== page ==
And, a Few Comments afterwards on Those Nice Roads We Normally Ride On.
|Looking downhill, westbound, towards Las Conchas|
Between Valles Caldera and Las Conchas, this means you are riding downhill with a steep dropoff on the shoulder. So if someone driving the speed limit of 55 mph is trying to pass me, I'm pretty much going to hold my line and let them figure it out. I can't see wanting to bunny hop the bicycle off a 2-3 inch ledge at over 20 mph--and then back onto the road again to assist an overtaking vehicle. Nor should I have to put myself at risk by doing so.
|Closeup of westbound lane pavement lip. |
Blackberry case for scale
Headed back towards the Valles, the shoulder really isn't much worse than it was before, which is being charitable. So it is still possible for me let traffic overtake if it is backing up by moving right when it is safe for me to do so on one of the wider bits of shoulder. Fortunately, traffic is rarely heavy except on holiday weekends.
|Heading Back East Towards the Valles Caldera|
This is probably the best bit of shoulder on that stretch
|The dinosaur rock just east of Las Conchas.|
Good place to take shelter from hailstorms,
as I once discovered
Right Hooks on Diamond Drive...Is that a right turn signal blinking on your car, or are you just happy to see me?
Ironically, its sometimes the superficially "nicer" roads that will get you. Heading home on Diamond Drive in that wide bike lane and passing the Orange/Sandia intersection, someone in a dark SUV dashed ahead of me a little and made a right turn. This happened quite suddenly (perhaps because I was tired from the ride into the mountains?) So I had to make a quick judgement call. I took a quick look over my left shoulder* to check traffic and then did a quick jog (more like a lateral sprint) out of the bike lane and into a gap in traffic in the travel lane to pass on his/her left as he/she slowed down to make the turn (I could have done a quick stop* or instant turn*, too, but did not have to). If I had been totally oblivious, it would have been the classic right hook crash (see video below). Vigilance never hurts, and sometimes, nicely "improved" roads breed complacency.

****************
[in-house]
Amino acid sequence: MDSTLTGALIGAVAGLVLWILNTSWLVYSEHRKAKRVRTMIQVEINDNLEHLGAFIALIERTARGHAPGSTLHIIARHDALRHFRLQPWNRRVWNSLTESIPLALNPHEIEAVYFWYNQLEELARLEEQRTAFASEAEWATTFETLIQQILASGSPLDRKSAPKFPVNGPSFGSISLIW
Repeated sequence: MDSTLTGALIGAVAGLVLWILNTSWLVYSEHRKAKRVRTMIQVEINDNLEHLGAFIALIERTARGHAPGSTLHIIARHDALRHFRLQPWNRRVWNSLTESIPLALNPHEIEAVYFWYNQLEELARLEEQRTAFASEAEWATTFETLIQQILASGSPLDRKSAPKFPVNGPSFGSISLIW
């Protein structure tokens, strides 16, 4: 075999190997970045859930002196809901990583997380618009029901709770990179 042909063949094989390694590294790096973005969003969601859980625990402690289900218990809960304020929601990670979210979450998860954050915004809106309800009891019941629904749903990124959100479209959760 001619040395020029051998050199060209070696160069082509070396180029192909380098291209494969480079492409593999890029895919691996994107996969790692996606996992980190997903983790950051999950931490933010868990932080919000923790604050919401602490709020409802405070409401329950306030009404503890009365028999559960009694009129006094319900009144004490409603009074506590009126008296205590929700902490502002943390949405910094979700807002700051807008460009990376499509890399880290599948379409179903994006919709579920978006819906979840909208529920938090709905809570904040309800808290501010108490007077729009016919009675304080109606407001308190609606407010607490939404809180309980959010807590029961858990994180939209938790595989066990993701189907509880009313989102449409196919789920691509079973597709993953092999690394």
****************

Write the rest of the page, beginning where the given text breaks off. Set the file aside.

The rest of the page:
* The over the shoulder scan, quick stop, and instant turn are taught in League Traffic Skills courses.
In the situation shown in the video, I'd not recommend hammering in a bike lane when there are side streets and curb cuts immediately ahead. Combining bike lanes and side streets is a bad design to begin with, so one has to assume a finite number of right of way foul-ups will occur and you need to avoid them. The design shown is the worst, which has a solid line to the intersection, thus encouraging cyclists to keep right and motorists to turn right from a cyclist's left. I had a roadway situation much like this on my daily commute to the University of Hawaii, riding along Kalanianaole Highway in East Oahu. While I used the long stretches between side roads as a place to get in some training, I always approached intersections with some caution rather than flat out.
In this case, perhaps the cyclist might have wanted to merge left behind the car when he saw the right turn indicator blinking rather than being trapped; it looks to me like there was time to do so. Perhaps he was indecisive, sitting up and hollering while braking, and he lost precious time. Or he just didn't know how to set up and countersteer sharply. It looks like he slid the rear wheel just before impact, suggesting he was still on the brakes rather than using his traction and bike handling skills entirely to maneuver sharply. He also might have slid on the white pavement markings.
Sorry to be an armchair quarterback when someone in the video has just eaten at the Pavement Cafe, but....
Coffin corner indeed. Excellent way to test the strength of one's collarbone. Situational awareness and training. Repeat five times....then go practice.